chapter  3
MAGNA CARTA AND ITS GENESIS 1189–1216 3.1 THE SIGNIFICANCE OF MAGNA CARTA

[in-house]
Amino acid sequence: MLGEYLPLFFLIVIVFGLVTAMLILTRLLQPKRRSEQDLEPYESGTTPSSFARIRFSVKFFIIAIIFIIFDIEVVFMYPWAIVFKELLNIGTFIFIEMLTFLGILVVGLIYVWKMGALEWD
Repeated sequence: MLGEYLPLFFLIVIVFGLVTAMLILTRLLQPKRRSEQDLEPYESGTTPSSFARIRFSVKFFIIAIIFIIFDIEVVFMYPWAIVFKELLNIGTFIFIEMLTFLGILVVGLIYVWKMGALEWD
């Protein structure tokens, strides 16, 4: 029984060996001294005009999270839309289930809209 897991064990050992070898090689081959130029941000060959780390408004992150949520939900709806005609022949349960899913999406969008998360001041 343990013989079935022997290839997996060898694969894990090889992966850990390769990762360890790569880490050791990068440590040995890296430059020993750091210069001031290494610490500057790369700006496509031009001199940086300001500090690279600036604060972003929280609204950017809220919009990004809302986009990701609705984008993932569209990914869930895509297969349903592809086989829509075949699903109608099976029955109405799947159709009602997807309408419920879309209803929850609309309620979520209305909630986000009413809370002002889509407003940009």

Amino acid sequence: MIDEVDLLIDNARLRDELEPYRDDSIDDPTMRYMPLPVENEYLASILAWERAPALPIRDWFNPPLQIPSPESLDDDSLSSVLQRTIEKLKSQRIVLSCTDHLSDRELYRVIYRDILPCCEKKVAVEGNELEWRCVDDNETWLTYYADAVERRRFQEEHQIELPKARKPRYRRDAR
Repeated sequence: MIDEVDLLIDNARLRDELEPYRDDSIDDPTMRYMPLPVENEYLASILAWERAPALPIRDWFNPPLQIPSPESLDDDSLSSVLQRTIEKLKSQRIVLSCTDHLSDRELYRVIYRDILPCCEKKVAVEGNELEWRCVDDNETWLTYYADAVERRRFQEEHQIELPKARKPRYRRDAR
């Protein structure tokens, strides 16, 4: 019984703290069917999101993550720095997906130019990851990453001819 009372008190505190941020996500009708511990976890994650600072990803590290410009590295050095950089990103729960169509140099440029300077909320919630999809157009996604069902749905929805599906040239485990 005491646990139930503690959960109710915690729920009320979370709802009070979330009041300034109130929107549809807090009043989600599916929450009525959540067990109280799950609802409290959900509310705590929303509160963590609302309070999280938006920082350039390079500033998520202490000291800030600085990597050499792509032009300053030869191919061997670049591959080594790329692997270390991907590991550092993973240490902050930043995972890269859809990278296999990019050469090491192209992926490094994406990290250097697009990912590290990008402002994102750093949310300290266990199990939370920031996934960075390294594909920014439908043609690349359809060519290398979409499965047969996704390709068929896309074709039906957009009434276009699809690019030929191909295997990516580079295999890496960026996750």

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Winston Churchill’s words embody many truths about Magna Carta, but ignore its central paradox: that although the king was subject to the law, only the king had power to make law, so that King John could subordinate himself to the law which he and his predecessors had made, but he could amend that law.2 Indeed, he sought to do so in order to nullify Magna Carta in the 16 months that remained of his reign after he set his seal to the charter. Not for many years after 1215 did a power to make laws independently of the king develop. Magna Carta marked the beginning of this development, but legislative power remained firmly in the king’s hands, so that it represents terms conceded by John, not a democratic structure which circumscribed his powers and those of his heirs.